A roast for everyday? Even Henry V111 would have thought that a bit excessive. What about the gas bills for the oven? Or, in his case, the serf bills. Only the French could possibly come up with a cookbook like this.

So ca tombe bien, as they say, that I am in France writing this. We have friends for lunch tomorrow and a roast is always a trouble free way of feeding the 5000. Except in this case one of them is a veggie, but she does eat fish.

And sure enough within this book are plenty of roast fish recipes so hey ho and off to the market we go to buy monkfish and clams. While we are there let’s talk about what other goodies this book offers and there are plenty.

Firstly it has a charming, playful, style. All French phrases and cute little line drawings. Normally this would have me grinding my teeth in repressed anger, but because it’s French it somehow seems acceptable, like one of those Joan of Arc haircuts that look naff on British girls but are maddeningly chic on French ones.

That apart, this is all no-nonsense, mouth- watering stuff. Author Stephane Reynaud is as Parisian as poodle poo and an experienced chef to boot so we don’t get the usual soppy intro about learning dishes at his grand mere’s knees, or a lot of cant about seasonal and local – that would be telling his French readers how to suck eggs. He just gets straight down to it and Monday is Roast Beef, none of which take more than 30 minutes (he’s using rather nice cuts). On a bed of onions or with green olives, Borscht-style or en -croute or, wonderfully, studded with garlic and with escargot. And he quickly offers a page of classic sauces such as Bearnaise and Bordelaise to go with it.

Tuesday is roast veal and here one suspects the British reader may have to skip a chapter. We simply can’t buy veal the way they can in France unless lucky enough to have a proper butcher nearby, an increasing rarity. But for those who do, there are nine recipes including roast with preserved lemon, neck stuffed with stewed tomatoes and caramel roast veal.

Roast chicken is Wednesday’s treat and stretches to include other birds and rabbit too. Eleven recipes to tempt you mid week, from plain and simple to duck breast served with foie gras and cepes. Roast chicken with anchovies and rosemary sounds good, as does lyonnaise style whole roast rabbit. There is a whole page devoted to clever stuffings for inside and under the skin too, including the use of Boursin, which Stephane wryly points out ‘involves the complicated process of unwrapping the Boursin and stuffing it into the chicken.’ Indeed, why make things hard for yourself?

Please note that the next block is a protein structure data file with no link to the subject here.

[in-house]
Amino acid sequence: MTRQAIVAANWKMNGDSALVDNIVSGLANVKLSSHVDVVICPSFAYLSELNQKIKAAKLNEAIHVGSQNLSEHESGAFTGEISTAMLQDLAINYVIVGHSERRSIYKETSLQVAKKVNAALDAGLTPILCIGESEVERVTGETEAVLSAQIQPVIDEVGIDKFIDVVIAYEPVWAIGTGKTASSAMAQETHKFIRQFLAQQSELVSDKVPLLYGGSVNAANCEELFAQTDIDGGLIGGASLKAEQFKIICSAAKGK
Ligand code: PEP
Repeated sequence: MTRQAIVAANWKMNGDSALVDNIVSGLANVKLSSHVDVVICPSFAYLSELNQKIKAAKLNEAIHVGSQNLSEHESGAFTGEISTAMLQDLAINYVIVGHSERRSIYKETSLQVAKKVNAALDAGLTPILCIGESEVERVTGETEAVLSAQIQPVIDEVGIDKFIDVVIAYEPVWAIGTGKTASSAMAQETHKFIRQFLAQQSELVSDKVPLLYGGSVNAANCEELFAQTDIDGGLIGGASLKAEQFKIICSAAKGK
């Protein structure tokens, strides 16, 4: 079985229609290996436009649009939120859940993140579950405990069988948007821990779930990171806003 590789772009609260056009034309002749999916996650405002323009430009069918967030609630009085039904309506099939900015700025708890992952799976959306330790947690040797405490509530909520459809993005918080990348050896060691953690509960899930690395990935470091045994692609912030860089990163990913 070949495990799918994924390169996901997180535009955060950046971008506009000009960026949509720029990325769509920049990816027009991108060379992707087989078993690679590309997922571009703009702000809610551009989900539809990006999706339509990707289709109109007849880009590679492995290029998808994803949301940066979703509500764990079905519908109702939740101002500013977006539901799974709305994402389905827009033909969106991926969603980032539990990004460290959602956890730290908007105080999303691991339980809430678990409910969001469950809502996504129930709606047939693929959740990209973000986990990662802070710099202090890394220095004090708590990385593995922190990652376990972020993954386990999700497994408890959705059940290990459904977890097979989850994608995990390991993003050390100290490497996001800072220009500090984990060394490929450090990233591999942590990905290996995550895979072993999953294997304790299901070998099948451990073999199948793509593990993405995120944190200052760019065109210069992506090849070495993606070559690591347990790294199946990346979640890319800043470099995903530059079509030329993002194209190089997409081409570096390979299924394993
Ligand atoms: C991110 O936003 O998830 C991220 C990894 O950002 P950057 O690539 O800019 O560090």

Thursday is pork and those dinky little trussed up loins you see everywhere in France even in supermarkets. There’s a lot you can do with pork and Stephane has plenty of ideas. There’s plain and simple or roasted with bacon and comte cheese, as well as roast with brown ale and prunes, which sounds a recipe for chronic wind to me. Slow-cooked with ginger sounds more up my rue, as does rack of pork with a salt crust.

Good Catholics can rejoice that Friday has all the fish, with roast cod and smoked salmon and tarragon, roast sea bass with fennel, roast tuna with sesame and roast salmon with prawns, as well as my roast monkfish with cockles. You’d need a day of eating fish, left-footer or not, to recover from all that previous meat.
Lamb is Saturday’s choice – nine recipes to make the most of ever increasingly expensive meat. Roast rack with a sun-dried tomato crust, leg with pistachios, shanks with cannelloni beans and a 7-hour roast too.

Finally it’s Sunday, and as you crawl out of bed feeling like you’ll never eat another roast again, Stephane is already tempting you with game – venison and wild boar. Zut alors! Time for another lie down, but he’s not finished yet. Now come recipes for all the leftovers, including a cracking Sunday night sandwich of roast meat with tomato, onions and comte cheese all whacked into a fine piece of crusty bread.

And don’t forget the classic accompaniments, the potatoes dauphinoise and boulanger, the courgettes with mint, peas with lettuce and bacon.

If you’re one of those people who only eats roast on Sunday or, God forbid, one of those sad souls that never eat roast at all, this wonderful book will have you putting your head in the oven for all the right reasons.